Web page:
Step 1: The SPLC lists hate groups every year, deleting some prior years’ lists and providing at most just the names of groups in various cities, with no attendant documentation. The “hate group” and “patriot group” lists are organized in a constantly expanding set of categories, with no peer review and no definitions or methodology provided to the user.
Step 2: These SPLC annual “hate group” and “patriot group” lists are then used as the foundation for “academic” studies, and characterized as comprising an expert — and implicitly, approved and vetted — database by individual scholars and institutions funded by government agencies. The recipents of this funding include, as an example, the Department of Defense-supported Social Sciences Department at West Point, which in partnership with the separately funded Combating Terrorism Center at West Point, is credited by author Arlie Perlinger with supporting his November 2012 project “Challengers from the Sidelines: Understanding America’s Violent Far-Right” which cites or mentions the SPLC forty-one times.
In addition to the DOD study of 2012, since 2009 other studies based on SPLC data have been funded by the Department of Homeland Security (DHS)at the National Consortium for the Study of Terrorism and Responses to Terrorism (START), specifically studies by Steven M. Chermak and and Joshua D. Freilich with other authors.
Step 3: These questionable studies, based on the even more questionable SPLC data, are then cited by the SPLC itself, in correspondence to the DHS and DOJ. For example in the March 5, 2013 SPLC letter to DOJ and DHS, Richard Cohen, President and CEO of SPLC writes, “A recent study sponsored by the Department of Homeland Security, it should be noted, found that criminal violence was associated with a significant percentage of far-right hate groups. See Steven M. Chermak, Joshua D. Freilich, Michael Suttmoeller, The Organizational Dynamics of Far-Right Hate Groups in the United States at 2, DHS, Dec. 2011.”
But when we look at the sources of that study, cited by the SPLC to the DHS, it turns out it is a study based on SPLC data. In that 2011 study, Chermak et al state in the second footnote, “Our sampling design of hate groups relied on reports from the Southern Poverty Law Center. According to the Southern Poverty Law Center, “Hate Map” (2011). [sic]” In other words, the SPLC provided data used by Chermak et al for a DHS-funded study in 2011, which SPLC then cited in 2013 in correspondence to DHS as objective evidence that action must be taken against “far-right” organizations, who are defined in this study’s first footnote as “nationalistic (as opposed to universal and international in orientation), antiglobal, suspicious of centralized federal authority, reverent of individual liberty (especially their right to own guns, be free of taxes…” — a definition that describes a large proportion of the American public, as well as many of the nation’s founding fathers, but that is apparently “far-right” for the far-left SPLC itself.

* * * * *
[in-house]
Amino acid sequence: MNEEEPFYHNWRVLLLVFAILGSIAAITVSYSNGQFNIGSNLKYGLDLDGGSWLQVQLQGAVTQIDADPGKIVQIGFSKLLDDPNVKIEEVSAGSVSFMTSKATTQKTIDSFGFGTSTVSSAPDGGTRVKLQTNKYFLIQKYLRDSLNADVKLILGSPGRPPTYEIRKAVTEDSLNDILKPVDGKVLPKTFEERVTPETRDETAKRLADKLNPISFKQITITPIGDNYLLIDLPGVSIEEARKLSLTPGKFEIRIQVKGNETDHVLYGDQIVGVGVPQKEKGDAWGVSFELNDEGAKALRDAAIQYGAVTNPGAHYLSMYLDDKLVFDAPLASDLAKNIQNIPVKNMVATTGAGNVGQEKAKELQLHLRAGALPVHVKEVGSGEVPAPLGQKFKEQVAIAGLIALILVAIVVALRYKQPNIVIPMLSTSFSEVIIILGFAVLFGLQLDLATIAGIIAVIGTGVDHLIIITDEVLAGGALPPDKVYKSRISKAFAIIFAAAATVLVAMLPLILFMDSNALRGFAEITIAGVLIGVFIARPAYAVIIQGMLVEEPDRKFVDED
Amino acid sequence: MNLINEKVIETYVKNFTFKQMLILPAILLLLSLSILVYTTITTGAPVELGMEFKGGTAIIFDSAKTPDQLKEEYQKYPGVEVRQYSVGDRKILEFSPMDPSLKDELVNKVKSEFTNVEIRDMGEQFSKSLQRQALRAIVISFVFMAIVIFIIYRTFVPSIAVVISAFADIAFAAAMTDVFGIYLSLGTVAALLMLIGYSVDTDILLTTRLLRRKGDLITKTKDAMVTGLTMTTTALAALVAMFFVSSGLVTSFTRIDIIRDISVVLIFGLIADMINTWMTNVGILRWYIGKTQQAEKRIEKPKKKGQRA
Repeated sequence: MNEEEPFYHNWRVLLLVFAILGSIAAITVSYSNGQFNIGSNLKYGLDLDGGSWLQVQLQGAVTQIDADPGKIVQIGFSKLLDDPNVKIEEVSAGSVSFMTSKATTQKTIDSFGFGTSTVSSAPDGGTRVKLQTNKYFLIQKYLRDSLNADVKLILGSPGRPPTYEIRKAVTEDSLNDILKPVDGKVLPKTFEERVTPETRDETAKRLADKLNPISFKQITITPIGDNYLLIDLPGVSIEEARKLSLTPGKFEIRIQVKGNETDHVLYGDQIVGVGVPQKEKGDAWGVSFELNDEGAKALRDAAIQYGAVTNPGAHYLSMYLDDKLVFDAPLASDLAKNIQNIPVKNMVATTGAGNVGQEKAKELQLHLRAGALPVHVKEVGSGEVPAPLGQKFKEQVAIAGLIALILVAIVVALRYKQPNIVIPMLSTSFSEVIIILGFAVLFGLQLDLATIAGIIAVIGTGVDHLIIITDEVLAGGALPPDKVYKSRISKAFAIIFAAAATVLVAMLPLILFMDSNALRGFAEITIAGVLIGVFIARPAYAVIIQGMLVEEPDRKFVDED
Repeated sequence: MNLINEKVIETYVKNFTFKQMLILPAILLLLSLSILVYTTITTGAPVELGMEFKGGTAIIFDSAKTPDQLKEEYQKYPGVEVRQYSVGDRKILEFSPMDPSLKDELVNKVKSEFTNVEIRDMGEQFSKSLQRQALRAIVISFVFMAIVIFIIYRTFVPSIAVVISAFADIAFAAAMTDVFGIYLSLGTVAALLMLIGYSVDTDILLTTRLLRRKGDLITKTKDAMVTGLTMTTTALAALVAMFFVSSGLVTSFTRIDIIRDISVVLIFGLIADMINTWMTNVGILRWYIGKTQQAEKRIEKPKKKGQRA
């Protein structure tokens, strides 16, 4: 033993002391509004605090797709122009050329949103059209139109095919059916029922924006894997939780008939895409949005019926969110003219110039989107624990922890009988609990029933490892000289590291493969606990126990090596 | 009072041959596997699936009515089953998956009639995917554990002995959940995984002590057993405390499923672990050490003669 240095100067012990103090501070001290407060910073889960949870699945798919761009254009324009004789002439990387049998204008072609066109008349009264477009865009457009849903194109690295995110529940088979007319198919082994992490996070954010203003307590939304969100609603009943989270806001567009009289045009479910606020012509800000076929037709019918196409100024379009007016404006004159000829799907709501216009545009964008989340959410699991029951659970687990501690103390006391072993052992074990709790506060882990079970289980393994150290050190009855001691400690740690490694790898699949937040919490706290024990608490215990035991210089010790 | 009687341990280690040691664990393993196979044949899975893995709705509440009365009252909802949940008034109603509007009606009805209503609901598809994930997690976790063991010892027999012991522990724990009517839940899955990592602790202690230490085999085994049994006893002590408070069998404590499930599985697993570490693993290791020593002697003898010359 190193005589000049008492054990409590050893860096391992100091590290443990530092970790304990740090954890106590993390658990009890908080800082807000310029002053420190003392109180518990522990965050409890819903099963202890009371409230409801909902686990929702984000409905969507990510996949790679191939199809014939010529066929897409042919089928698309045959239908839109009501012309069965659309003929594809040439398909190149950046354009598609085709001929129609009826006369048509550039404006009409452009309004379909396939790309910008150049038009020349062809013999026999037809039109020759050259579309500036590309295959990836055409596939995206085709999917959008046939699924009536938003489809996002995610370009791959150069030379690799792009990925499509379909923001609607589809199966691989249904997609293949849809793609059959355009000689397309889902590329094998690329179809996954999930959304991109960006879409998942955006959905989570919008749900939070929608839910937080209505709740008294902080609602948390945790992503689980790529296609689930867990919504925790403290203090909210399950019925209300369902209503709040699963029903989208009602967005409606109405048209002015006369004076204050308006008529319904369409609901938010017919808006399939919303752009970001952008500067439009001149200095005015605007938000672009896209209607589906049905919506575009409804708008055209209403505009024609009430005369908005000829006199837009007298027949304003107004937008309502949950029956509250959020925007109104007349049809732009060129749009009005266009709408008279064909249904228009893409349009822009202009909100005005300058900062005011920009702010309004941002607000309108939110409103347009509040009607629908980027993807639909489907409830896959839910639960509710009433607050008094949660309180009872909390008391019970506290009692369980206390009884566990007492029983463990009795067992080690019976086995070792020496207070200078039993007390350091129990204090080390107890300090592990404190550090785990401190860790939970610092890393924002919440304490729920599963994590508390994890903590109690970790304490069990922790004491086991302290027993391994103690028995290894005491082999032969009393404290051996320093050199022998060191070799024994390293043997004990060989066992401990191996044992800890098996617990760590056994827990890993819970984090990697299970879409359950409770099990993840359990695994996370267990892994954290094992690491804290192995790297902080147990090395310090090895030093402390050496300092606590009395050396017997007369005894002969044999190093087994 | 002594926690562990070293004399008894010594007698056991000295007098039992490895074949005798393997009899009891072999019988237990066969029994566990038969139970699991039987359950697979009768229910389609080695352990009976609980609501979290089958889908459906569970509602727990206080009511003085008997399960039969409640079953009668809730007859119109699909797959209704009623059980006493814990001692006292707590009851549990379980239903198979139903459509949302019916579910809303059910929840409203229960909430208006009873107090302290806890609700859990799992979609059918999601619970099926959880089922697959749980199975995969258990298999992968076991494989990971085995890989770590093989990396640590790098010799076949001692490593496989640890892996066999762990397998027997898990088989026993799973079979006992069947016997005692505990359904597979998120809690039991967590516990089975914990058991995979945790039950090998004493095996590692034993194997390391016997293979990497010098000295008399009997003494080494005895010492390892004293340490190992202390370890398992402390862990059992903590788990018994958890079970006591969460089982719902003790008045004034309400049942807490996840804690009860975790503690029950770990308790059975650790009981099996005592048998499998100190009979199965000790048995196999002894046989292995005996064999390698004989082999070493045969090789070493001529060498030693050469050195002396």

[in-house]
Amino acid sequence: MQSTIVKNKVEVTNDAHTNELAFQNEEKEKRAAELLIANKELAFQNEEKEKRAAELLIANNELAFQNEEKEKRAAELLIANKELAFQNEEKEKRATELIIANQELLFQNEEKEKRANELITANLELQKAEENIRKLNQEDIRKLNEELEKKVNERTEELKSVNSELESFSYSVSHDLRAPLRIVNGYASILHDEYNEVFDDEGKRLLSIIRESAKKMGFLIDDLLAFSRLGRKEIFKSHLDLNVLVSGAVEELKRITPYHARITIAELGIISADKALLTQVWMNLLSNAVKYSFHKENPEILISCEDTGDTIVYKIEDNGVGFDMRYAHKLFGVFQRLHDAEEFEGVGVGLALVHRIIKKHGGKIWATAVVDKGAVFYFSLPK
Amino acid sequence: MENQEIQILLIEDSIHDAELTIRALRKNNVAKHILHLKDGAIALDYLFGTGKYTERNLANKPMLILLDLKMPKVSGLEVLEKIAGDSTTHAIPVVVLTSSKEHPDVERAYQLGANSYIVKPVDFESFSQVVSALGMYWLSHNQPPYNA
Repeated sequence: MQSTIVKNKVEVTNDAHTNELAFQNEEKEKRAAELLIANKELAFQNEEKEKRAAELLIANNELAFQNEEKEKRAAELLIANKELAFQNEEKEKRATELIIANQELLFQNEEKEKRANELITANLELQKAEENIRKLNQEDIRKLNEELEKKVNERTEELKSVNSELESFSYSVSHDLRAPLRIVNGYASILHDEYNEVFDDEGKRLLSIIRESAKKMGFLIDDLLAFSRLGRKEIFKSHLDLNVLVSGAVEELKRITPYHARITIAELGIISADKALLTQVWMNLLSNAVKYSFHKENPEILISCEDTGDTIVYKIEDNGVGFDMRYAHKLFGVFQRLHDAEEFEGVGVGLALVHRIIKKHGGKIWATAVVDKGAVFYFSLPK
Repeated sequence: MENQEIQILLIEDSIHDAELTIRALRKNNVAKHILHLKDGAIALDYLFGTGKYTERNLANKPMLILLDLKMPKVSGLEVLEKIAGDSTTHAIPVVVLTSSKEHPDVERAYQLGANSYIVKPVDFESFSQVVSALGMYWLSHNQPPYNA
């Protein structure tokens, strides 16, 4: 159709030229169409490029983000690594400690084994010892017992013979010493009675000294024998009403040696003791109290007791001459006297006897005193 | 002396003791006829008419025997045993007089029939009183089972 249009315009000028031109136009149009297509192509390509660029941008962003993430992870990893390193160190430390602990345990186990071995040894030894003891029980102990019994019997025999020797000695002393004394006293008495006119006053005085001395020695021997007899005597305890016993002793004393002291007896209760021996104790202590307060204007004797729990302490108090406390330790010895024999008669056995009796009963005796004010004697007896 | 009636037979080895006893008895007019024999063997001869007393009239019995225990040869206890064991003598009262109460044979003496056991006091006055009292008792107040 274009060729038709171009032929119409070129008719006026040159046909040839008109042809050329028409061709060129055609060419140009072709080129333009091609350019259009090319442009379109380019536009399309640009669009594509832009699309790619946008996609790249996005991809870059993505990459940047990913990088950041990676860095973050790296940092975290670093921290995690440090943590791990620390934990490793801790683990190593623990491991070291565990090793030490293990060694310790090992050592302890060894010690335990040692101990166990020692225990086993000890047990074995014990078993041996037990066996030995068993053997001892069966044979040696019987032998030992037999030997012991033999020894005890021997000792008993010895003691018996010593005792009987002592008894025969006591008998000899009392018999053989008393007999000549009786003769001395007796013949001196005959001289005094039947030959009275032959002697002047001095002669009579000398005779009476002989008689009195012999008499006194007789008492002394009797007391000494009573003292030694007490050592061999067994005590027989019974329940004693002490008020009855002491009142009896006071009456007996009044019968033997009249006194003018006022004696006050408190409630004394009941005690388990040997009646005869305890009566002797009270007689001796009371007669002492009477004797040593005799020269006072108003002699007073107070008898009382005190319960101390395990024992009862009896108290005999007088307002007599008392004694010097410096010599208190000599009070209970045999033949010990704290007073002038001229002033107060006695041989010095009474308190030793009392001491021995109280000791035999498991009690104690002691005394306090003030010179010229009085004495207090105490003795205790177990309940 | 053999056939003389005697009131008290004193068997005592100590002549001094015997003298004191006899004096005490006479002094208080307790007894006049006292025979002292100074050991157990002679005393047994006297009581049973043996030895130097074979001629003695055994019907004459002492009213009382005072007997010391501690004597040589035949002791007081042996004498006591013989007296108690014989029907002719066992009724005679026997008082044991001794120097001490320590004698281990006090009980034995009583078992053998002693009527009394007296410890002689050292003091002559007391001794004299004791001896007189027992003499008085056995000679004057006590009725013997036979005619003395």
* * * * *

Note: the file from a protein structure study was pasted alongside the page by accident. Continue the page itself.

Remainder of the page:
To understand the depth of the support for the SPLC by the DHS, note also that in 2010 the Department of Homeland Security appointed Richard Cohen, President and CEO of the SPLC, to the Advisory Board of the “Countering Violent Extremism Working Group” whose recommendations became government-wide policy in 2011. And to understand the support provided to the SPLC by the Department of Justice, note that in 2012, SPLC founder Morris Dees was a featured speaker at the Department of Justice (DOJ), as recently revealed in emails obtained by the Judicial Watch NGO through a Freedom of Information Act request. According to Judicial Watch, the DOJ emails showed that the SPLC presentation, sponsored by the Civil Rights and Tax divisions of the DOJ, qualified “for mandatory annual diversity training for supervisors” and was to be “simulcast to everyone’s PC throughout the Department,” an image worthy of George Orwell’s “1984.”
So, Mr. Wilton, the SPLC — an organization with over $256 million in assets as of 2012 — is not simply an ordinary NGO exercising its First Amendment rights attempting “counter-speech to hate groups.” The SPLC receives a variety of kinds of direct and indirect support, both in influence and in things of value, from the DOJ and DHS. Serious questions must be asked by NGOs, the media, advocates for civil liberties and human rights, and indeed by the US Congress and state legislatures, as to the governmental abuse of the rule of law and due process against groups and individuals targeted by the SPLC, groups who have committed no crime other than to espouse conservative or libertarian opinions.
ICLA thus recommends that:
- OSCE make a statement that the government agencies of member countries should stop funding studies and creating policy based on SPLC non-peer reviewed blacklists of so-called “hate groups” and “patriot groups”
- OSCE support member countries’ efforts for law enforcement to investigate and prevent any criminal and terrorist activities that threaten national security
- OSCE make a statement that governments should not directly or indirectly provide material support to private organizations that target other groups as “hate” groups based on disagreements with their opinions and policy positions, because free expression and the right to debate issues within civil society are paramount values for continued rule of law to preserve human rights and civil liberties